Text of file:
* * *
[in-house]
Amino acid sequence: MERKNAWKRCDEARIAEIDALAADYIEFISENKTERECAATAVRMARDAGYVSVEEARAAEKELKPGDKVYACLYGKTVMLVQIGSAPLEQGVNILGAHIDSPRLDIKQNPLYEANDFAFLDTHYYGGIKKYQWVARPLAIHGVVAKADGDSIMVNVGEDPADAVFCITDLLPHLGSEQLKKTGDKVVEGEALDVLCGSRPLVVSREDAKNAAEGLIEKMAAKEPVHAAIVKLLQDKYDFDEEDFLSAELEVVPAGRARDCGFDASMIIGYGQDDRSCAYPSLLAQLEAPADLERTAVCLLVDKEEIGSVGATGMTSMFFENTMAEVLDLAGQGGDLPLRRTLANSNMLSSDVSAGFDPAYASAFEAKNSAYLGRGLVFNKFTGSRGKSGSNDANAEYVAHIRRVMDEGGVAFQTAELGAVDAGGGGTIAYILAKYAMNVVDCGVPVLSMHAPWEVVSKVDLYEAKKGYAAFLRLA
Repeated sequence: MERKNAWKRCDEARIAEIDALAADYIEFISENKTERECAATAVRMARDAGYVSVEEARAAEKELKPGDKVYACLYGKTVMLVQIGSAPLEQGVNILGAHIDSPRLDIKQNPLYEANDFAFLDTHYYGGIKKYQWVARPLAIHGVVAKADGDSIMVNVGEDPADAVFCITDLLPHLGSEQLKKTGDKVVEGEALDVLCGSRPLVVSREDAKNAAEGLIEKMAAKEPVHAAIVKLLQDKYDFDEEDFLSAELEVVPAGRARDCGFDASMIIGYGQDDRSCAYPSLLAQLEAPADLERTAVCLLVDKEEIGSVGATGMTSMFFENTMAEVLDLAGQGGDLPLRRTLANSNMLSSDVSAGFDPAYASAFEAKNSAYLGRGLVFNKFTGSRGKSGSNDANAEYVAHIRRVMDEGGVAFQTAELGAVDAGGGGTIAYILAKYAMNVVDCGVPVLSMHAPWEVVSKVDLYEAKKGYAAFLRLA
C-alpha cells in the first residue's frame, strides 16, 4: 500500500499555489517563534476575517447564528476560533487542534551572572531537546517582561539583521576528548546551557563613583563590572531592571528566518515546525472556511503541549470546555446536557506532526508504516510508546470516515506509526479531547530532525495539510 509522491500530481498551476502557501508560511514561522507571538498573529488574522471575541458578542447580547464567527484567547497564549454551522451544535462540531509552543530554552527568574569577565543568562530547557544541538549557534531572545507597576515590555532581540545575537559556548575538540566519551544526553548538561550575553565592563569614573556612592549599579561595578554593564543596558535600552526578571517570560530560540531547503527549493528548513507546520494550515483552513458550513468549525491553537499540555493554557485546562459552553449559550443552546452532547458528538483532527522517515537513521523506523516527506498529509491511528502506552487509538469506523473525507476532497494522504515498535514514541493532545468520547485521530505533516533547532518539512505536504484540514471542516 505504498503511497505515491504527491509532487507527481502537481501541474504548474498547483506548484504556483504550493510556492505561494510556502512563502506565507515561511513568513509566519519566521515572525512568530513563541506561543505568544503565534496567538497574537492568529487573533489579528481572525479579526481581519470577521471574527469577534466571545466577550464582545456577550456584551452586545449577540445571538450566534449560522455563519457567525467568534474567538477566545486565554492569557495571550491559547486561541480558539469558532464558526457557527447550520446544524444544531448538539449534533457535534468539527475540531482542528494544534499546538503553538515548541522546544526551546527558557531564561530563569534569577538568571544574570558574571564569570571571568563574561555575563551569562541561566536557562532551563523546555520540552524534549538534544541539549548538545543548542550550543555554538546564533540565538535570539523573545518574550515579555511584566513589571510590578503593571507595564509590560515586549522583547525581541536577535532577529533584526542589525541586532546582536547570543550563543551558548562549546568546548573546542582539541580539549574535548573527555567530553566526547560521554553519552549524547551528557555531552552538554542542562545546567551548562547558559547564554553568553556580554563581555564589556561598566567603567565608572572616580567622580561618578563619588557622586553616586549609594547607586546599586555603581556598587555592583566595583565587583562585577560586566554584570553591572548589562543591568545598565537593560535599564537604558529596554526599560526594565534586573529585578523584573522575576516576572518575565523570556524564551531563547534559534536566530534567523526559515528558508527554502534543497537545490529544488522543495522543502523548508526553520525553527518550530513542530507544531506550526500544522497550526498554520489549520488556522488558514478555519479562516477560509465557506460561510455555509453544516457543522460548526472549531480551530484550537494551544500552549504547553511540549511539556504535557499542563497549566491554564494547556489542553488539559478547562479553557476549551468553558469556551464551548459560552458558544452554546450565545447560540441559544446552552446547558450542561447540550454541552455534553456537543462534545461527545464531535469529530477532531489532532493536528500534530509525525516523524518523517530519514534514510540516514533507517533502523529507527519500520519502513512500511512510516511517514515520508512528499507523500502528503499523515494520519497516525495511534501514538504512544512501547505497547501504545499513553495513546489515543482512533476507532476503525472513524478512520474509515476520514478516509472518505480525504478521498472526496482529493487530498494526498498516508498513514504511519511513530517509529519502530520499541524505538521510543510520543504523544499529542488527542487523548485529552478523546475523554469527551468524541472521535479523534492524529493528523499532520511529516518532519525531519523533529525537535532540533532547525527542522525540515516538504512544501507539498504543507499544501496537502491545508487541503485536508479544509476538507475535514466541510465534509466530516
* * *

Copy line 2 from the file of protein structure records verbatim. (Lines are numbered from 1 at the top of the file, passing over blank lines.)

Amino acid sequence: MERKNAWKRCDEARIAEIDALAADYIEFISENKTERECAATAVRMARDAGYVSVEEARAAEKELKPGDKVYACLYGKTVMLVQIGSAPLEQGVNILGAHIDSPRLDIKQNPLYEANDFAFLDTHYYGGIKKYQWVARPLAIHGVVAKADGDSIMVNVGEDPADAVFCITDLLPHLGSEQLKKTGDKVVEGEALDVLCGSRPLVVSREDAKNAAEGLIEKMAAKEPVHAAIVKLLQDKYDFDEEDFLSAELEVVPAGRARDCGFDASMIIGYGQDDRSCAYPSLLAQLEAPADLERTAVCLLVDKEEIGSVGATGMTSMFFENTMAEVLDLAGQGGDLPLRRTLANSNMLSSDVSAGFDPAYASAFEAKNSAYLGRGLVFNKFTGSRGKSGSNDANAEYVAHIRRVMDEGGVAFQTAELGAVDAGGGGTIAYILAKYAMNVVDCGVPVLSMHAPWEVVSKVDLYEAKKGYAAFLRLA